According to McClung each animal forms two kinds of spermatozoa in equal numbers, which differ by one chromosome. One kind of spermatozoa produces male animals, the other female animals. The eggs are all equal in these animals. More recent investigations, especially by E. B. Wilson, have shown that this view is correct for many animals.
While in many animals there are two kinds of spermatozoa and only one kind of eggs, in other animals two kinds of eggs and only one kind of spermatozoa are formed, e. g., sea-urchins and certain species of birds and of butterflies (Abraxas). In these animals the sex is predetermined in the egg and not in the spermatozoon. It is of interest that, according to Guyer, in the human being two kinds of spermatozoa exist and only one kind of eggs; in man, therefore, sex is determined by the spermatozoon.
How is sex determination accomplished? Let us take the case which according to Wilson is true for many insects and according to Guyer for human beings, namely, that there are two kinds of spermatozoa and one kind of egg. According to Wilson all unfertilized eggs contain in this case one so-called sex chromosome, the X-chromosome. There are two kinds of spermatozoa, one with and one without an X-chromosome. Given a sufficiently large number of eggs and of spermatozoa, one half of thewill be fertilized by spermatozoa with and one half by spermatozoa without an X-chromosome. Hence one half of the eggs will contain after fertilization two X-chromosomes each and one half only one X-chromosome each. The eggs containing only one X-chromosome give rise to males, those containing two X-chromosomes give rise to females—as Wilson and others have proved. This seems to be a general law for those cases in which there are two kinds of spermatozoa and one kind of eggs.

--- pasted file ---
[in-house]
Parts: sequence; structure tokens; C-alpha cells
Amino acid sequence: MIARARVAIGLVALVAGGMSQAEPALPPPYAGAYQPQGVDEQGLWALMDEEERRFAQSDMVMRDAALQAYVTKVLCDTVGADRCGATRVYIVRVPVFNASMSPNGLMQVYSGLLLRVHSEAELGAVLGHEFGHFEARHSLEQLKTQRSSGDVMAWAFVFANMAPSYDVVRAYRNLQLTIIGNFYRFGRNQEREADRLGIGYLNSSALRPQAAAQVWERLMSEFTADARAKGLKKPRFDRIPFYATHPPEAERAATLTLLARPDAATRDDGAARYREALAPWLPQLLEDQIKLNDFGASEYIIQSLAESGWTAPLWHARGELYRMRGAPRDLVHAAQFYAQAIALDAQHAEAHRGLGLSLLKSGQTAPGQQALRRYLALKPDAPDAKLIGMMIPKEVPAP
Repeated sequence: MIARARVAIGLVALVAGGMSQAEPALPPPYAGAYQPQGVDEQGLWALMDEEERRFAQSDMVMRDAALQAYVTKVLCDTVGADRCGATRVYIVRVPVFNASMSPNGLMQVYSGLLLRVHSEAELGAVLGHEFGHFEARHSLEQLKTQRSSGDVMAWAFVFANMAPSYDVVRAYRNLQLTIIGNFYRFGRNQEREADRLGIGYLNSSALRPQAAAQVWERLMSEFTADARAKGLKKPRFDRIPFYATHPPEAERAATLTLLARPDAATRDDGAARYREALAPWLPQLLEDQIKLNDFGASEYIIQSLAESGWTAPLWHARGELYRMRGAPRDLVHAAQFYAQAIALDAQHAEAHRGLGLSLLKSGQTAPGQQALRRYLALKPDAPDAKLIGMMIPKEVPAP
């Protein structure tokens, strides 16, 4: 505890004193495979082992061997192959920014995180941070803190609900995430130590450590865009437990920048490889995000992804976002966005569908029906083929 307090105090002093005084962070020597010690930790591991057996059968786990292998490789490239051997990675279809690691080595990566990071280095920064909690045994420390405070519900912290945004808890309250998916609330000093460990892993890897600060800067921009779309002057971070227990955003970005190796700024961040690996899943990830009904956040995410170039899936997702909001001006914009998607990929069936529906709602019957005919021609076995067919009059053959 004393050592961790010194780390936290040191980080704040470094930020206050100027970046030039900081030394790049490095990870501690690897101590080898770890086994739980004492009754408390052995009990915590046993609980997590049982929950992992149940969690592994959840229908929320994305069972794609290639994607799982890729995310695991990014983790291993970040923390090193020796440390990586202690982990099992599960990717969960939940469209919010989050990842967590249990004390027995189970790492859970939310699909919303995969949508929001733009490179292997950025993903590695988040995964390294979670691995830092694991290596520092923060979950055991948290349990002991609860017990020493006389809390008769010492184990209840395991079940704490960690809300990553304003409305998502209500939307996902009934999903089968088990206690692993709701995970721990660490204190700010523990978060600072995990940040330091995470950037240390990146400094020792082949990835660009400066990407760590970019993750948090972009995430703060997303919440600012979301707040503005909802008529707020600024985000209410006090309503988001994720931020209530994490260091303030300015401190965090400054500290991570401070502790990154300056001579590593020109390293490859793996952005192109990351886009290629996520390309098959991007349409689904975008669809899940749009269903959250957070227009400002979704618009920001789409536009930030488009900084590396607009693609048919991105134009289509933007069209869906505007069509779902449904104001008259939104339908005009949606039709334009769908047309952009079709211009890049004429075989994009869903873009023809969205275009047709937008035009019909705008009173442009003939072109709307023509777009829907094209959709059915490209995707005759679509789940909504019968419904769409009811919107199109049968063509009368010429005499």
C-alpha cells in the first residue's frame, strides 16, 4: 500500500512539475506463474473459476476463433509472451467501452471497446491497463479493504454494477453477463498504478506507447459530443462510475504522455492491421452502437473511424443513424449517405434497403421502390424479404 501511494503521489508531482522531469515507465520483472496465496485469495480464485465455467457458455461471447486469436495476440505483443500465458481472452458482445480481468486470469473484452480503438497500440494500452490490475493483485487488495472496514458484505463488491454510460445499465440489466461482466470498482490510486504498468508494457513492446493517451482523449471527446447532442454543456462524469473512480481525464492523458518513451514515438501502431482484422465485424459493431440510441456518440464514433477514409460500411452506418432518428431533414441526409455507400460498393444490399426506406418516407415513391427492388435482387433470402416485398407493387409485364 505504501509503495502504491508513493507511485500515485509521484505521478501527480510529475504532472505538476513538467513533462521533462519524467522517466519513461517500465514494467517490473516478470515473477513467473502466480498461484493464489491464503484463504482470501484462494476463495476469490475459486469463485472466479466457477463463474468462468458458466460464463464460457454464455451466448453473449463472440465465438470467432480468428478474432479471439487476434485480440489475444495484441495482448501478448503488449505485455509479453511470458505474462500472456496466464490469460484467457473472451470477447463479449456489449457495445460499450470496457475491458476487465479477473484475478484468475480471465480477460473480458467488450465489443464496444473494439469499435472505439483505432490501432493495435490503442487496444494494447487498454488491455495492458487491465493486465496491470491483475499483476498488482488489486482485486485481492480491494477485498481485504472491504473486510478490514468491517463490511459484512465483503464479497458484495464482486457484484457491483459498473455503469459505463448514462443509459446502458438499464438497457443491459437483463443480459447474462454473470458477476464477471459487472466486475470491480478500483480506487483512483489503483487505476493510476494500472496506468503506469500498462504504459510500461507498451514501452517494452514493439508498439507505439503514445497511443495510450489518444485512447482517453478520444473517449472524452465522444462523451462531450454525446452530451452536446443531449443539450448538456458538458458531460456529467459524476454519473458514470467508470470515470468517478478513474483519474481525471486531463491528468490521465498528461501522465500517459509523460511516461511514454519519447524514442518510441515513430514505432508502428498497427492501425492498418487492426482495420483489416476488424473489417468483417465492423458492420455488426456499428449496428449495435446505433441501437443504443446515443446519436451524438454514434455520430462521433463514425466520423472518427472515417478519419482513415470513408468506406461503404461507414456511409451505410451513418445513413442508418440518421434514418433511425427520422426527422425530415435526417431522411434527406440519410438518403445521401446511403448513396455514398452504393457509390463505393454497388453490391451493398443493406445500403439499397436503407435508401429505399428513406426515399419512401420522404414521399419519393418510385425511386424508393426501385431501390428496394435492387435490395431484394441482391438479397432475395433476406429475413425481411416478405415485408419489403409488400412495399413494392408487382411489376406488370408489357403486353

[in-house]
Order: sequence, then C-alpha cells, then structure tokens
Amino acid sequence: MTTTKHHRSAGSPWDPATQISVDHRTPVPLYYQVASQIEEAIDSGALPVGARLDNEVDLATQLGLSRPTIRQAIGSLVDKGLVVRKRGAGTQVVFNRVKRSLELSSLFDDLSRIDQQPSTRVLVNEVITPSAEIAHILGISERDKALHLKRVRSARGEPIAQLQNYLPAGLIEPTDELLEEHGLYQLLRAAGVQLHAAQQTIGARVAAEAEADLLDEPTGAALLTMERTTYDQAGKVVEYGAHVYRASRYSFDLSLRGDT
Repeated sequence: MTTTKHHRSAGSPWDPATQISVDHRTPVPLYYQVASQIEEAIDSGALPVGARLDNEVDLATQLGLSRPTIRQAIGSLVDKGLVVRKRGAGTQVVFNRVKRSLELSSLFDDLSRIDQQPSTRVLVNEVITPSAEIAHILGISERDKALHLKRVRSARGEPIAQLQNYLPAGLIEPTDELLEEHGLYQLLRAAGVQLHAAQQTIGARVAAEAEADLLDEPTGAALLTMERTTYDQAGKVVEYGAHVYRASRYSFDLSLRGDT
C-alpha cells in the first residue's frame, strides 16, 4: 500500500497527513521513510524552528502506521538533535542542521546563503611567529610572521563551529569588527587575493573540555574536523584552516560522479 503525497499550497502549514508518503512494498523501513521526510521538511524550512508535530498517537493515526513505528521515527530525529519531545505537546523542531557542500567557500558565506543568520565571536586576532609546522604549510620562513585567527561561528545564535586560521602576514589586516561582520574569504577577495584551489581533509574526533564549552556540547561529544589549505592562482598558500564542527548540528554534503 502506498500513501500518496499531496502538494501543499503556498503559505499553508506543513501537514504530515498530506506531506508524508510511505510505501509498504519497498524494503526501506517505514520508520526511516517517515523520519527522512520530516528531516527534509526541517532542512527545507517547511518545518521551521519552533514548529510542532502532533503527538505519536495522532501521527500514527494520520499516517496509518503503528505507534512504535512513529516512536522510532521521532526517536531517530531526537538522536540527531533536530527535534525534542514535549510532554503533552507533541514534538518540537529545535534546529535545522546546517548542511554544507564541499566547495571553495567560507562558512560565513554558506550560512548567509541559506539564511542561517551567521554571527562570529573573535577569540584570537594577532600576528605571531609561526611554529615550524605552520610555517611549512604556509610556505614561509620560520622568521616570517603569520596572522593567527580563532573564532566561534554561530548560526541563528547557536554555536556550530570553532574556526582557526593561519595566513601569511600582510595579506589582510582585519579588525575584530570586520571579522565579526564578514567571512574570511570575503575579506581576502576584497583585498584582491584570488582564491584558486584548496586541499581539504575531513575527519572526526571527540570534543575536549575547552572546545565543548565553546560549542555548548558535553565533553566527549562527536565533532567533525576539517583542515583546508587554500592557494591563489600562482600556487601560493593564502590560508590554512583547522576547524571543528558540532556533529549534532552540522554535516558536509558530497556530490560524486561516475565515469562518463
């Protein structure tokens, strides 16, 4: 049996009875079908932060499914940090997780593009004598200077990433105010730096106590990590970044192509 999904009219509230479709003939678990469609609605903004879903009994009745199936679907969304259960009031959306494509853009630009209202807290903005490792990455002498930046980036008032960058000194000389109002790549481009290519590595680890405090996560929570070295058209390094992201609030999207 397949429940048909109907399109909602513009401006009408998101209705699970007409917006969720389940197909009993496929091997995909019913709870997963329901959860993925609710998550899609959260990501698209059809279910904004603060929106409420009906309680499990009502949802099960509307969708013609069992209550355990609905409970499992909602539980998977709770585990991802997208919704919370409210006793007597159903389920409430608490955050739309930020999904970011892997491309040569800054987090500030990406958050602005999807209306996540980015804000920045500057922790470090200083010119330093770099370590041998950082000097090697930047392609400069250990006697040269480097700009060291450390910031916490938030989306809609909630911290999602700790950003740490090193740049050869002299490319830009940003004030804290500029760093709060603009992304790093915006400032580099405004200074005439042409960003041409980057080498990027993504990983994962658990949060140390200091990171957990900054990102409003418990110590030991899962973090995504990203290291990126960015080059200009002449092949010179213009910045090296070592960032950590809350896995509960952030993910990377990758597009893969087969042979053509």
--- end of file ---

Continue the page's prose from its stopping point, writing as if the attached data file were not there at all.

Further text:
These observations show why it is impossible to influence the sex of a developing embryo by external influences. If, for example, in the human a spermatozoon without an X-chromosome enters into an egg, the egg will give rise to a boy, but if a spermatozoon with an X-chromosome gets into the egg the latter will give rise to a girl. Since always both kinds of spermatozoa are given off by the male it is a mere matter of chance whether a boy or a girl originates; and it agrees with the law of probability that in a large population the number of boys and girls borne within a year is approximately the same.
These discoveries solved also a series of other difficulties. Certain types of twins originate from one egg after fertilization. Such twins have always the same sex, as we should expect since the cells of both twins have the same number of X-chromosomes,
In plant lice, bees and ants, the eggs may develop with and without